She ended that relationship and started dating someone else. When, once again, Anxiety appeared, she was flustered. Taking on the premise that anxiety is her BFF, she listened. This time the message was different.
As it turned out, she needed to proceed more slowly, as she was suffering from relationship PTSD. In actuality, there was excitement about this new prospect.
Don’t your human best friends nudge you to practice self-compassion, encourage you to take risks, and then cheer your success?
Anxiety can do that as well.
Looking at Your Lifestyle
A client came to me for an acupuncture session. “Everything’s going great. My career has skyrocketed, my family is fine. But most mornings, I can barely get out of bed; the anxiety is that strong. I can’t figure out why I’m a wreck when I should be so happy.”
Going into further detail, it came up that he was sleeping barely four hours a night, overdosing on caffeine throughout the day, skipping workouts, and having a few drinks at night to offset the coffee. While his life was exciting, it was not sustainable.
We devised a plan that was workable.
He came in the following week, his anxiety diminished. “I’m good, but I’m in shock,” he reported. A colleague had dropped dead of a heart attack at the age of forty-five. “The timing is bizarre, and yet I have to look at what role anxiety plays in my life. I want to listen better.”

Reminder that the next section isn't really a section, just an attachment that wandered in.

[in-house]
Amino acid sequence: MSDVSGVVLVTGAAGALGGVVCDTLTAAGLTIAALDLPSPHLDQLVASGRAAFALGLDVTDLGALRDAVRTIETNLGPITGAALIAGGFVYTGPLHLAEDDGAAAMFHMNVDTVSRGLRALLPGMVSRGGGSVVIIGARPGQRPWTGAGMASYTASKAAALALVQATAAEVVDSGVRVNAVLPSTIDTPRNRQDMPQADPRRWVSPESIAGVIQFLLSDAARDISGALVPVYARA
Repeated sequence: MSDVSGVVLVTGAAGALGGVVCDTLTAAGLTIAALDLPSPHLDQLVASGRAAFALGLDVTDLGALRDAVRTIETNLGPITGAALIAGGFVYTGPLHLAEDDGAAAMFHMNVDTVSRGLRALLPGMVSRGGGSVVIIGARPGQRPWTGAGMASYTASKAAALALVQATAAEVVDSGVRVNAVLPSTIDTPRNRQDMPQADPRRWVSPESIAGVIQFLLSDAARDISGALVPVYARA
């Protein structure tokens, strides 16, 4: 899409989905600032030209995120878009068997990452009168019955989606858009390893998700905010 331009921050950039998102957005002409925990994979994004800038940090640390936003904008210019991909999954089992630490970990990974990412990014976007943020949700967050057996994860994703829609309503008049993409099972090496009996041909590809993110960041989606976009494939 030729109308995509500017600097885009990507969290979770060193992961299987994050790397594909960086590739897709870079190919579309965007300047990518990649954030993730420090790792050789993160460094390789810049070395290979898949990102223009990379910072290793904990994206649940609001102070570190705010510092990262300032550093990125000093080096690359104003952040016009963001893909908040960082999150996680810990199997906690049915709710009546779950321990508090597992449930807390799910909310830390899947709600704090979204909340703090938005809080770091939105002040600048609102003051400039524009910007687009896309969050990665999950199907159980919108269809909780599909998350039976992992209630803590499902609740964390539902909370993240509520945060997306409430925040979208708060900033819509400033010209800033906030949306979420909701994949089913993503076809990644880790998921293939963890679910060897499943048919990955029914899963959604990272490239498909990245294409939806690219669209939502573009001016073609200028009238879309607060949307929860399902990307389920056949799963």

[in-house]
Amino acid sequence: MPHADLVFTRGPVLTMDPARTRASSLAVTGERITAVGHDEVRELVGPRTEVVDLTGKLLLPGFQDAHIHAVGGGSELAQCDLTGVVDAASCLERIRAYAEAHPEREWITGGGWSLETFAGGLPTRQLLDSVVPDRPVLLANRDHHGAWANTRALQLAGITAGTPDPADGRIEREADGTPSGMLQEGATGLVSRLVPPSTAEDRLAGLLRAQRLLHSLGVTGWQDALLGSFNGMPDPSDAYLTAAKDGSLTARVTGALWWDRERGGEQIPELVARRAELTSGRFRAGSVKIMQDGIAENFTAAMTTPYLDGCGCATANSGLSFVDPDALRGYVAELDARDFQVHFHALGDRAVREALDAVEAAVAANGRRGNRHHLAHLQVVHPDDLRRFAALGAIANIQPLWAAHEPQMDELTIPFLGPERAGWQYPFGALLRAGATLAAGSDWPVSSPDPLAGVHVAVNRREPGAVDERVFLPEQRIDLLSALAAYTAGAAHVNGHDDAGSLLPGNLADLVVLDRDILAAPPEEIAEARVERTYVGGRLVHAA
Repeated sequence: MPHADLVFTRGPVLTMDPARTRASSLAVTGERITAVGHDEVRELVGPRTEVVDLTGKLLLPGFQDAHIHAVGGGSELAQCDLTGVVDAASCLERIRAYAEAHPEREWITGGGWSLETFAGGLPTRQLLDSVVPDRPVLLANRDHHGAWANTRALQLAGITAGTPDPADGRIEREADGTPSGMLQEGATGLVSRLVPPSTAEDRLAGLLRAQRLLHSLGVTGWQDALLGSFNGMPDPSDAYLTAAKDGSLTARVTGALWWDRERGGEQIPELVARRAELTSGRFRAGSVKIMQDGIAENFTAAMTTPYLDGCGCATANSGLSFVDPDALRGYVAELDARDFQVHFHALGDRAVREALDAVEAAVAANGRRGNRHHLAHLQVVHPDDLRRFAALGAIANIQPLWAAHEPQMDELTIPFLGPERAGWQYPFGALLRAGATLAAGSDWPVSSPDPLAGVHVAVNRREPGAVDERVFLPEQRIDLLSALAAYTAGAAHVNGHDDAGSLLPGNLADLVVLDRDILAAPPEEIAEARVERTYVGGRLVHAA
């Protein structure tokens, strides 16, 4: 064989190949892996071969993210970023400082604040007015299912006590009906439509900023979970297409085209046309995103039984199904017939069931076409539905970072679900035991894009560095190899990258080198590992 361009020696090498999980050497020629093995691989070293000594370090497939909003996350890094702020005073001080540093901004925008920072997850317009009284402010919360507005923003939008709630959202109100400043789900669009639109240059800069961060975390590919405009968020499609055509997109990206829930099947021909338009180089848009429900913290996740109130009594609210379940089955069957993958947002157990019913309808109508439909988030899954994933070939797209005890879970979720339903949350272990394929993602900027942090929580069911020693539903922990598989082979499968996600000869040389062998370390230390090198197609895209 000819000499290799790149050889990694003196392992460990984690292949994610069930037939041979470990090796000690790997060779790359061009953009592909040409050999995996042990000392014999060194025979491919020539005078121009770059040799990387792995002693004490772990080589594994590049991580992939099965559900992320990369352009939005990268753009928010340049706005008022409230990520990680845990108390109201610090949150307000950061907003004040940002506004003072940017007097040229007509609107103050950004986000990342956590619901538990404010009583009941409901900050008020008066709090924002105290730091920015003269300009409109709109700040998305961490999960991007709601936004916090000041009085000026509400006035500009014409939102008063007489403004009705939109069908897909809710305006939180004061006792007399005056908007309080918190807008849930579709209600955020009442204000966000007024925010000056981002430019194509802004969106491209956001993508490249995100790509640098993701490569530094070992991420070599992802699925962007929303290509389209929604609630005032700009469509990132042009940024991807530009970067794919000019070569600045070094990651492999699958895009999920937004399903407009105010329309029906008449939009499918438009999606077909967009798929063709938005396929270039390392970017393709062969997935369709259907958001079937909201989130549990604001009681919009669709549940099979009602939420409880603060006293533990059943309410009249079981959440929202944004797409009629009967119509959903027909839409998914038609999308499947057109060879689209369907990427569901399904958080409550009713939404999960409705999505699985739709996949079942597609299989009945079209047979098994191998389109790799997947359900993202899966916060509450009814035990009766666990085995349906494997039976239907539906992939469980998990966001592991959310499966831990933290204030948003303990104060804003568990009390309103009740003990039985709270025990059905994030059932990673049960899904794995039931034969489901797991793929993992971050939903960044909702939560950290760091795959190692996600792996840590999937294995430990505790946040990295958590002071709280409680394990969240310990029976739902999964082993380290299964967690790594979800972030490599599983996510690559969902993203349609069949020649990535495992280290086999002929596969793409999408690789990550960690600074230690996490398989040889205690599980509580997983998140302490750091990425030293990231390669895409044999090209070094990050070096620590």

It’s not that you have to become a purist Spartan, but being aware of your relationship with your physical body and how that corresponds with your anxiety (another relationship!) is a key factor to your overall health and peace of mind.
You’re Not Alone
Life is scary at times. Tragedies, death, loss, rejection—suffering surrounds us.
When experiencing these challenges, anxiety can show up in full force, adding to the overwhelm.
If you listen, you will hear what you can do to buffer the harshness of events.
Perhaps the mere recognition of the situation’s gravity can bring relief. Maybe a few gentle considerations can change the terrain. Maybe you need support from others.
Maybe you need to get your nails done.
As a BFF, anxiety can remind you to slow down and take care of yourself. To have compassion and empathy for yourself and others. To remember your aliveness and your capacity to transform.
If you listen, really listen, you’ll hear what may help.
Treating anxiety as a friend, the messages will come to you in a whisper rather than a shout. This invisible force will align with you, if you align with it.
This friend may be an over-worrier, she may nudge you, she may even resort to scaring you. But this BFF (Badass Friend Forever) just may bug you enough to finally discover—and cherish—your magnificence in human form.
What magical messages is your new BFF bringing to you?